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Michał Bałucki

Illustration from the digital collections of the National Library’s Polona website

Michał Bałucki

The Types and Pictures of Kraków

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Read by Marta Meissner, recorded by Radiofonia Association
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English translation: Dorota Majda
Kraków, in a way, is a city made for the retired; it was even more so a dozen years ago when one could live here not only quietly, comfortably, and enjoyably but also inexpensively.
There is no hustle and bustle in the streets which is so typical of big cities - no one is hurrying here, no one is rushing; there is so much time to spend that a random canary on a roof makes a lot of people stop for hours on end. In such a city, the old man can safely walk the streets without the fear of being run down. Should he be devout, he has the choice of forty churches. If he happens to like the theatre - there is a theatre, and a pretty good one at that. A company to play Preferance or domino he will find in a club or café, whereas politics he can thoroughly discuss in a wine bar. Each of these places is so close by that even those with rheumatic legs can reach them.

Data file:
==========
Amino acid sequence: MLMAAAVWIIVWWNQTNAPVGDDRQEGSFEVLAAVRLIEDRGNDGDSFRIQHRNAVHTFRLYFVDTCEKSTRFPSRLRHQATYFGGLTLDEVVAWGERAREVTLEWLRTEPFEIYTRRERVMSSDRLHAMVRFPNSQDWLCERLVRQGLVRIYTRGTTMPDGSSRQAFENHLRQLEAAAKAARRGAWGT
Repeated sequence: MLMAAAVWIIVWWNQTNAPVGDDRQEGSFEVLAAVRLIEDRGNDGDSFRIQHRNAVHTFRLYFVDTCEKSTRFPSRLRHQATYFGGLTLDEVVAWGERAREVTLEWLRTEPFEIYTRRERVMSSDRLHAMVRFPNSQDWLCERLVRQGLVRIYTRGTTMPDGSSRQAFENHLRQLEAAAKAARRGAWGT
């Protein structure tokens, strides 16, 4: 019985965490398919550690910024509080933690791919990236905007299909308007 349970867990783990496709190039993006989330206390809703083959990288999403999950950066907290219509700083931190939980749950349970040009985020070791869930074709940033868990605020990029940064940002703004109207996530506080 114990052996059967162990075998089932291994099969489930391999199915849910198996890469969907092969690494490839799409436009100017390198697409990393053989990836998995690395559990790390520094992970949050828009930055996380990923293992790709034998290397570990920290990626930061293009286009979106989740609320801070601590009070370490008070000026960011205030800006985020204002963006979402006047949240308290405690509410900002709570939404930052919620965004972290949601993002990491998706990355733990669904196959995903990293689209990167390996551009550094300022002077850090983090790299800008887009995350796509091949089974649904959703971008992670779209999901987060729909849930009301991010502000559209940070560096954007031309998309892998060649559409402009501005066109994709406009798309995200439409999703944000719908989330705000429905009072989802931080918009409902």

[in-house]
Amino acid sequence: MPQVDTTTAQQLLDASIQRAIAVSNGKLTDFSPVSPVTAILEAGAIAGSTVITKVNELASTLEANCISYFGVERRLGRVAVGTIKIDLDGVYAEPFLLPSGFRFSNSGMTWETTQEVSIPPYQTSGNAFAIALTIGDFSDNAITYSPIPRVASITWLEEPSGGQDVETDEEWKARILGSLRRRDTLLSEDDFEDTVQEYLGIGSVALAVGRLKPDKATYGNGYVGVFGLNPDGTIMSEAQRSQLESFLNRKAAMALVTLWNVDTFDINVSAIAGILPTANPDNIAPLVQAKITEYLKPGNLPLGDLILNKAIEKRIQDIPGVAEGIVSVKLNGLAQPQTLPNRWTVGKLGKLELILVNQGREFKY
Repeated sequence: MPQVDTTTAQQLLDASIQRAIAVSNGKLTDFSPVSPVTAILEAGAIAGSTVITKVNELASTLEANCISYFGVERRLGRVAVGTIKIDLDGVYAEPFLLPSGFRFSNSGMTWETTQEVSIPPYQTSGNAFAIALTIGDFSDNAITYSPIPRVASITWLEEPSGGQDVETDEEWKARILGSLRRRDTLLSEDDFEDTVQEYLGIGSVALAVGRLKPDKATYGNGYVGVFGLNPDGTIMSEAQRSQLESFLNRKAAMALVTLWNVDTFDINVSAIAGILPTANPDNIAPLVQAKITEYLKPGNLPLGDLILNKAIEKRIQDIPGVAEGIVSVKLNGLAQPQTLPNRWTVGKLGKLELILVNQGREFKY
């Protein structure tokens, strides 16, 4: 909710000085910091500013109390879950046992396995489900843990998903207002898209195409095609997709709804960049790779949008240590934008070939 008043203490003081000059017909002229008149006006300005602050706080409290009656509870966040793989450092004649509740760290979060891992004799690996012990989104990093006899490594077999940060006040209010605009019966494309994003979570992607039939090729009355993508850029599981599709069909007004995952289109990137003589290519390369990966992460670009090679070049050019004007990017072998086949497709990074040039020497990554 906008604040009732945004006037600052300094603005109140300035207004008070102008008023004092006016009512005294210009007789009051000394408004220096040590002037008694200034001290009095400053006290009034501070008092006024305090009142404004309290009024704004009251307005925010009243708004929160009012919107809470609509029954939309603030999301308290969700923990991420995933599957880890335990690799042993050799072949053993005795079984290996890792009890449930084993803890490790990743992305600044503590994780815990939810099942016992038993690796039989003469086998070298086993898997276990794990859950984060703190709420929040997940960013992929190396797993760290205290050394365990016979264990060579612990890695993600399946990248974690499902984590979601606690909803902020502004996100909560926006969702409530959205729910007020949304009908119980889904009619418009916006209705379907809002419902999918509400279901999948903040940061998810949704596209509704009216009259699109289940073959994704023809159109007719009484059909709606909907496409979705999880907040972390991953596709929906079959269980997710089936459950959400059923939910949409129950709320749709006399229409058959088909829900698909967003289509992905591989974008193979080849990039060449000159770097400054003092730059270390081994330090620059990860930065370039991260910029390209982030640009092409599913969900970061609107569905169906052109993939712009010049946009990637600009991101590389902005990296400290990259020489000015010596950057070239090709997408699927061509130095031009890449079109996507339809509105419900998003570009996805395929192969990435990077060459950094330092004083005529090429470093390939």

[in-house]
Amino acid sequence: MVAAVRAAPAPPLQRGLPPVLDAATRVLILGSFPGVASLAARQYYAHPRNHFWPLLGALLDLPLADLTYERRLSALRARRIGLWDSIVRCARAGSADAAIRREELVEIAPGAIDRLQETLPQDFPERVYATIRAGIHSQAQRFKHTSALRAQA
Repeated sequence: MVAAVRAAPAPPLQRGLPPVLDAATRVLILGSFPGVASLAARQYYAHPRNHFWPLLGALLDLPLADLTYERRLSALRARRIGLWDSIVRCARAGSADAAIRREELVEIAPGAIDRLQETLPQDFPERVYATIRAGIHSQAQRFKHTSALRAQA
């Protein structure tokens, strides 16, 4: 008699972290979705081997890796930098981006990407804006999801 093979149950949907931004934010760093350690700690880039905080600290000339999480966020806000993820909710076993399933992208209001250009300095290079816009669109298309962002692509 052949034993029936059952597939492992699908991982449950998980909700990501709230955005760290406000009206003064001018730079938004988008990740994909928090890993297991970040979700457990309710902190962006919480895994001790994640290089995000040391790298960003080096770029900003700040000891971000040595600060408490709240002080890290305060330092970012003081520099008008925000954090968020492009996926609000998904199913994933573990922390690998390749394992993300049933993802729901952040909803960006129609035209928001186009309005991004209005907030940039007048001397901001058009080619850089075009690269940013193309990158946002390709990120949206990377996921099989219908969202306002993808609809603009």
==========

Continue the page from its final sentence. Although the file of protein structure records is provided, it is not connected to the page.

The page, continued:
English translation: Dorota Majda
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Michał Bałucki

(1837-1901) – a writer and journalist, born in Krakow. Known primarily as the author of comedies mocking the contemporary bourgeois Grube ryby (Big shot, 1881). Also wrote plenty of tendentious novels, which promoted the ideas of modernisation and positivism. As a columnist for Tygodnik Krakowski weekly, Bałucki condemned conservatism and clericalism. Towards the end of his life, he entered a conflict with the literary circles of Young Poland, and especially with Lucjan Rydel. The conflict became one of the reasons (besides neurosis and literary failures) of the writer’s suicide. Bałucki took his life by shooting a gun at his head by the gate of Jordana Park. His burial in the Rakowicki Cemetery caused plenty of controversies; many opposed it, including Cardinal Jan Puzyna. The people of Krakow decided to commemorate the writer with a monument, which was originally to be put up in the square in front of theatre, yet due to opposition from the conservatives, it was finally erected behind the theatre. (ms)
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